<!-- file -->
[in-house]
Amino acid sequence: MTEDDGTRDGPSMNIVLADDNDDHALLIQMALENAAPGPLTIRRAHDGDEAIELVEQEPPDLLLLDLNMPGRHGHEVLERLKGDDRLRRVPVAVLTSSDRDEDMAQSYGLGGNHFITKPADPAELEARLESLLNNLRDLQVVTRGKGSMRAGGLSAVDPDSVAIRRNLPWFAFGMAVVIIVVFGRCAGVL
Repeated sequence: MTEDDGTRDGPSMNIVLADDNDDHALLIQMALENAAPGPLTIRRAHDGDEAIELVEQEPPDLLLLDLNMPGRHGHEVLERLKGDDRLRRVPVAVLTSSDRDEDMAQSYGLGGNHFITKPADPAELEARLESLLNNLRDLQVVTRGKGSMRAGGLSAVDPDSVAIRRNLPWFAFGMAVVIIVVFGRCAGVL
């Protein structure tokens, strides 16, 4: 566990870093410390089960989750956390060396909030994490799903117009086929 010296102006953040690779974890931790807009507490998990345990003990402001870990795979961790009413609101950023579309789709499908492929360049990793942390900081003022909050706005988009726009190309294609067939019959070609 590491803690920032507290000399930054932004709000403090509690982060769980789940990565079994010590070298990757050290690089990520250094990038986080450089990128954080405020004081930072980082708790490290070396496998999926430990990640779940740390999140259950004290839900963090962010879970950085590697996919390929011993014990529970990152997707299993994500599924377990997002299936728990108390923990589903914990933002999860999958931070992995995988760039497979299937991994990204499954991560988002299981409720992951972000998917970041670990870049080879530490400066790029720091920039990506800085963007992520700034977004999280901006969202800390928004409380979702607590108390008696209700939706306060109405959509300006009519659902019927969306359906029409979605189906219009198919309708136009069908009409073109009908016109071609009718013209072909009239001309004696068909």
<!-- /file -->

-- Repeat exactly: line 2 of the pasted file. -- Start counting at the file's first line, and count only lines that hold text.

Amino acid sequence: MTEDDGTRDGPSMNIVLADDNDDHALLIQMALENAAPGPLTIRRAHDGDEAIELVEQEPPDLLLLDLNMPGRHGHEVLERLKGDDRLRRVPVAVLTSSDRDEDMAQSYGLGGNHFITKPADPAELEARLESLLNNLRDLQVVTRGKGSMRAGGLSAVDPDSVAIRRNLPWFAFGMAVVIIVVFGRCAGVL